Ruth lost a husband, Naomi lost a son. Surely Ruth bore a grief of her own, but her concern was for Naomi. Naomi gave Orpah and Ruth good advice; return to the home of your parents. Orpah did nothing wrong by returning to her own home. The three women had no means to provide for themselves. By returning to their homes Orpha and Ruth might still have a future, but Ruth refused to leave Naomi. She would not abandon the older woman to her own care.
Ruth was born in Moab and Moab was a frequent enemy of Israel, Naomi’s home. Ruth was raised a pagan, but she was willing to give up her pagan gods and her home to return with Naomi to Israel. It seems altogether fitting that the name Ruth means companion; friend; vision of beauty, but these are over shadowed by her virtues of humility and kindness.
Can the power of relationship be defined? What is relationship? We cannot see it or measure it, but who would deny its existence? I look out our window and see the trees bending in the wind. I do not see the wind, but the trees tell me it is there. As the wind moves the trees, relationships and lack of relationships move us. Disappointing, exhilarating, sad, joyful, full of anger, resentment, jealousy, loving, peaceful, contented and even just plain happy; all find their place in relationships.
A day without relationship, a day without touch is tragic. We are moving faster and faster toward that very day. We are losing our ability to touch and to be touched. We are becoming more and more numb to the evil in our own hearts. We slaughter a million lives, millions of future relationships each year with no awareness of the future effects of our ‘right now’ choice.
Would anyone disagree it is more and more difficult to find a modern-day Ruth? Naomi, on the other hand, is everywhere, yet her plight we cannot see ... until it becomes our own.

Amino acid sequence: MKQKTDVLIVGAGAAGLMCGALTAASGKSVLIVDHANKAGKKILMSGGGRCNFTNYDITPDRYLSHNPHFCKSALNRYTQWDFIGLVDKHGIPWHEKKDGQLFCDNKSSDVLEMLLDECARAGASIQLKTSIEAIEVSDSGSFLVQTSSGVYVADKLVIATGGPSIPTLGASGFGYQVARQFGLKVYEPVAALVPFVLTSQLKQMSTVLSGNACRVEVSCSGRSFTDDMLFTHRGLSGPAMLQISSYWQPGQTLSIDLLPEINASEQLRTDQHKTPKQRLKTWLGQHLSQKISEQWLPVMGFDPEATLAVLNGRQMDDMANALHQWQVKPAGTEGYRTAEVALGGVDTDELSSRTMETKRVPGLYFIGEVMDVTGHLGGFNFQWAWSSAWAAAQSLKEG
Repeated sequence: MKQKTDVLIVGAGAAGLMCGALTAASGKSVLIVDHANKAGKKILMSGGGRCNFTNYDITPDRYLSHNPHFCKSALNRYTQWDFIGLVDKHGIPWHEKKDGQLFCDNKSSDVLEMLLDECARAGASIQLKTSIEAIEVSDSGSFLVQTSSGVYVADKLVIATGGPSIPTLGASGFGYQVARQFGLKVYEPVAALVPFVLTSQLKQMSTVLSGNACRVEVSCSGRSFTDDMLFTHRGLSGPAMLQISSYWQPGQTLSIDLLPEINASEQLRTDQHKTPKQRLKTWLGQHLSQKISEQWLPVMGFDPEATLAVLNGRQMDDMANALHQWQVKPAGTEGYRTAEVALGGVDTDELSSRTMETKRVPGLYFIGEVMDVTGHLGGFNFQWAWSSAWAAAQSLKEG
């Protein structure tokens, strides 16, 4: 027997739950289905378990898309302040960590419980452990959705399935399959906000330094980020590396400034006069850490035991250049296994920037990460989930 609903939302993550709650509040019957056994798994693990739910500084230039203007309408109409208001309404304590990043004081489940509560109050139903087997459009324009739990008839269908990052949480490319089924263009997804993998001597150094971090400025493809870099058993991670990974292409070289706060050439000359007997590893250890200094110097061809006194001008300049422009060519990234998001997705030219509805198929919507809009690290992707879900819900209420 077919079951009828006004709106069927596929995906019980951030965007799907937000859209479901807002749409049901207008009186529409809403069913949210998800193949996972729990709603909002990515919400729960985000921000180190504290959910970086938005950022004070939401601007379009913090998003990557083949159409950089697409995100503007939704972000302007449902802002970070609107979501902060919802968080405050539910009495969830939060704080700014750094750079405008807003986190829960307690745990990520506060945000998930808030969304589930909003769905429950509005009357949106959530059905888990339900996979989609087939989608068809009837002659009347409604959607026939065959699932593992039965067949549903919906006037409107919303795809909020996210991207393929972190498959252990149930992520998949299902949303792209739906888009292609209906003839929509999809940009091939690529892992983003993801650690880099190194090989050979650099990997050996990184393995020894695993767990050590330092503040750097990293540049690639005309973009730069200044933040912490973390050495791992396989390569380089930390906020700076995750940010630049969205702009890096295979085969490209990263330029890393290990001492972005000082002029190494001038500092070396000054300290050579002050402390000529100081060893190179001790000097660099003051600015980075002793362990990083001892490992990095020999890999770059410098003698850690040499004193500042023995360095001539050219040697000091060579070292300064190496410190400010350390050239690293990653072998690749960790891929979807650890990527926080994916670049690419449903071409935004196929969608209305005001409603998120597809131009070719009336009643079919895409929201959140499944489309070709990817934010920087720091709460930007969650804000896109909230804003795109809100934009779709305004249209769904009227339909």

I wonder if Ruth had any fear of how she would be treated by the people of Israel? Regardless, she was determined to stand by Naomi. She had no agenda, only taking care of Naomi. How could she know that what she was doing in her ‘right now’ would have such a wonderful impact on forever?
What can I do right now, in the power of the Holy Spirit, to move someone else the way reading the story of Ruth moves me? Ruth became the great grandmother of King David and Paul writes in Romans 1:3-4 ... who was descended from David according to the flesh 4 and was declared to be the Son of God in power according to the Spirit of holiness by his resurrection from the dead, Jesus Christ our Lord... ESV
Richard S. Adams | Lover of Christ, husband of Lily, father of four, grandfather of eleven, Masters in Divinity and Certificate in Spiritual Direction. On staff at George Fox 1/2009 to 7/2018.
Jan 23 Potholes
Jan 24 The Hornet
Jan 26 Dealing With Disappointment
Jan 27 Lost
Jan 28 Life Support, A Non-Stop Flight
Feb 5 Prosperity and the Camp Fire
Feb 7 Job 6:14-23
Feb 10 Spontaneous Generation
Feb 14 Hindsight
Feb 18 The Cure For Despair
Feb 22 RE: Job's Friends
Feb 23 Job 23:14
Feb 25 No Time To Text
Mar 5 Polemics and Caricature
Apr 20 Death and My Master's Voice
Apr 26 The Unexpected Blessing Returns
May 10 Ruth | Relationships
June 18 Lincoln City 6/2/18
July 14 Tom - Gen & Revelation
July 15 Knowledge and World Peace
July 16 The Church as Lobbyist
Aug 3 Have You Noticed